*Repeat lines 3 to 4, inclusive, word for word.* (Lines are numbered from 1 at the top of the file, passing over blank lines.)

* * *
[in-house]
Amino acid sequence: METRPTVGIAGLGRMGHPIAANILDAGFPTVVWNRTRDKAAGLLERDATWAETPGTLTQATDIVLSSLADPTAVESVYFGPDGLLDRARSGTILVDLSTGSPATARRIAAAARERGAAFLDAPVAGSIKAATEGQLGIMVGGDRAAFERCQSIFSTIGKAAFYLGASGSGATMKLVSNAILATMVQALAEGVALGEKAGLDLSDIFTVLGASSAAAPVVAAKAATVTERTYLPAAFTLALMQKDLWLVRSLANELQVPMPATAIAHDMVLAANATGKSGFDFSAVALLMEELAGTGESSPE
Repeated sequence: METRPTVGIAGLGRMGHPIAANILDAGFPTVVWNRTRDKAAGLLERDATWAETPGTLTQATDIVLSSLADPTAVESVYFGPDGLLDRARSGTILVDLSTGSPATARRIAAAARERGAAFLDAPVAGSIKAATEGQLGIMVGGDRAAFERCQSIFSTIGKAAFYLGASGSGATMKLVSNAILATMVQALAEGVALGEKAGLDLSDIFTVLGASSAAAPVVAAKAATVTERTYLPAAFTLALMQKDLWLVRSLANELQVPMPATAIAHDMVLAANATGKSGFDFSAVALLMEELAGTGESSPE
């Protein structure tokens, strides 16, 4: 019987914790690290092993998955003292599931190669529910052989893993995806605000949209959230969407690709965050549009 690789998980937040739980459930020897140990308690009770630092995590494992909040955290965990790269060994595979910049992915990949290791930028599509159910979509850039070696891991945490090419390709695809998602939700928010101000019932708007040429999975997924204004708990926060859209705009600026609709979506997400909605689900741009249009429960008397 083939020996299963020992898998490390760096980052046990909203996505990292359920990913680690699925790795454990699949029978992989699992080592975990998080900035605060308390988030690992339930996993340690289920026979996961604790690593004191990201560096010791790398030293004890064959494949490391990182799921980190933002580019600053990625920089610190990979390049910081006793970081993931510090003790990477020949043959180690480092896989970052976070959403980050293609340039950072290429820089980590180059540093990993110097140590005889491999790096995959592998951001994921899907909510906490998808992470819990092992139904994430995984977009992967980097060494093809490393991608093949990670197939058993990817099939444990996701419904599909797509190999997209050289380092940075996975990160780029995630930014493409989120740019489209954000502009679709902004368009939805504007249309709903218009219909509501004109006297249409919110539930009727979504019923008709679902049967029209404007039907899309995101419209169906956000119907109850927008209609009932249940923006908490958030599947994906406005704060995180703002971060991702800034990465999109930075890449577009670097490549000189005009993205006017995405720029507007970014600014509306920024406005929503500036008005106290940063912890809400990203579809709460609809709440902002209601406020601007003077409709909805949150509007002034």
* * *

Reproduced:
Repeated sequence: METRPTVGIAGLGRMGHPIAANILDAGFPTVVWNRTRDKAAGLLERDATWAETPGTLTQATDIVLSSLADPTAVESVYFGPDGLLDRARSGTILVDLSTGSPATARRIAAAARERGAAFLDAPVAGSIKAATEGQLGIMVGGDRAAFERCQSIFSTIGKAAFYLGASGSGATMKLVSNAILATMVQALAEGVALGEKAGLDLSDIFTVLGASSAAAPVVAAKAATVTERTYLPAAFTLALMQKDLWLVRSLANELQVPMPATAIAHDMVLAANATGKSGFDFSAVALLMEELAGTGESSPE
């Protein structure tokens, strides 16, 4: 019987914790690290092993998955003292599931190669529910052989893993995806605000949209959230969407690709965050549009 690789998980937040739980459930020897140990308690009770630092995590494992909040955290965990790269060994595979910049992915990949290791930028599509159910979509850039070696891991945490090419390709695809998602939700928010101000019932708007040429999975997924204004708990926060859209705009600026609709979506997400909605689900741009249009429960008397 083939020996299963020992898998490390760096980052046990909203996505990292359920990913680690699925790795454990699949029978992989699992080592975990998080900035605060308390988030690992339930996993340690289920026979996961604790690593004191990201560096010791790398030293004890064959494949490391990182799921980190933002580019600053990625920089610190990979390049910081006793970081993931510090003790990477020949043959180690480092896989970052976070959403980050293609340039950072290429820089980590180059540093990993110097140590005889491999790096995959592998951001994921899907909510906490998808992470819990092992139904994430995984977009992967980097060494093809490393991608093949990670197939058993990817099939444990996701419904599909797509190999997209050289380092940075996975990160780029995630930014493409989120740019489209954000502009679709902004368009939805504007249309709903218009219909509501004109006297249409919110539930009727979504019923008709679902049967029209404007039907899309995101419209169906956000119907109850927008209609009932249940923006908490958030599947994906406005704060995180703002971060991702800034990465999109930075890449577009670097490549000189005009993205006017995405720029507007970014600014509306920024406005929503500036008005106290940063912890809400990203579809709460609809709440902002209601406020601007003077409709909805949150509007002034």